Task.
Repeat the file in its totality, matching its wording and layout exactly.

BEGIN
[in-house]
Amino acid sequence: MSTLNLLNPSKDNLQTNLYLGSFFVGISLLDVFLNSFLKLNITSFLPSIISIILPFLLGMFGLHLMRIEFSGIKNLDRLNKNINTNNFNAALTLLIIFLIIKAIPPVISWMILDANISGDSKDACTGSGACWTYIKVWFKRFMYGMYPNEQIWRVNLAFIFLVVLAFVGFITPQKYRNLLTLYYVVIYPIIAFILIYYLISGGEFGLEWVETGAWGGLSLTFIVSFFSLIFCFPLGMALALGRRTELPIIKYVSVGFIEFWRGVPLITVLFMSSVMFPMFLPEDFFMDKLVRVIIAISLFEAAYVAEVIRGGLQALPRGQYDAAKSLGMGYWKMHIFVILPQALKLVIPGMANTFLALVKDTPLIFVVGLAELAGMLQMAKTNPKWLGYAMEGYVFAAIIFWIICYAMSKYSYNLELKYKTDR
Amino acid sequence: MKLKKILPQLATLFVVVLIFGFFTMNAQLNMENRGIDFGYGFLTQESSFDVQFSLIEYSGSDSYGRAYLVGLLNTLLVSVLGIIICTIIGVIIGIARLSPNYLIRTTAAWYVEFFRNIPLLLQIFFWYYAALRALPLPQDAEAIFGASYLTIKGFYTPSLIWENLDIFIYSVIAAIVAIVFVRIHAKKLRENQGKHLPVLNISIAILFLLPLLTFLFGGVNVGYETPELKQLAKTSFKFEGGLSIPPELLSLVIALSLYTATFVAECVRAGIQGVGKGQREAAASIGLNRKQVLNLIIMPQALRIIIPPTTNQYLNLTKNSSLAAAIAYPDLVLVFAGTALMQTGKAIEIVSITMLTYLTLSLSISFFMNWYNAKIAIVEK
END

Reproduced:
[in-house]
Amino acid sequence: MSTLNLLNPSKDNLQTNLYLGSFFVGISLLDVFLNSFLKLNITSFLPSIISIILPFLLGMFGLHLMRIEFSGIKNLDRLNKNINTNNFNAALTLLIIFLIIKAIPPVISWMILDANISGDSKDACTGSGACWTYIKVWFKRFMYGMYPNEQIWRVNLAFIFLVVLAFVGFITPQKYRNLLTLYYVVIYPIIAFILIYYLISGGEFGLEWVETGAWGGLSLTFIVSFFSLIFCFPLGMALALGRRTELPIIKYVSVGFIEFWRGVPLITVLFMSSVMFPMFLPEDFFMDKLVRVIIAISLFEAAYVAEVIRGGLQALPRGQYDAAKSLGMGYWKMHIFVILPQALKLVIPGMANTFLALVKDTPLIFVVGLAELAGMLQMAKTNPKWLGYAMEGYVFAAIIFWIICYAMSKYSYNLELKYKTDR
Amino acid sequence: MKLKKILPQLATLFVVVLIFGFFTMNAQLNMENRGIDFGYGFLTQESSFDVQFSLIEYSGSDSYGRAYLVGLLNTLLVSVLGIIICTIIGVIIGIARLSPNYLIRTTAAWYVEFFRNIPLLLQIFFWYYAALRALPLPQDAEAIFGASYLTIKGFYTPSLIWENLDIFIYSVIAAIVAIVFVRIHAKKLRENQGKHLPVLNISIAILFLLPLLTFLFGGVNVGYETPELKQLAKTSFKFEGGLSIPPELLSLVIALSLYTATFVAECVRAGIQGVGKGQREAAASIGLNRKQVLNLIIMPQALRIIIPPTTNQYLNLTKNSSLAAAIAYPDLVLVFAGTALMQTGKAIEIVSITMLTYLTLSLSISFFMNWYNAKIAIVEK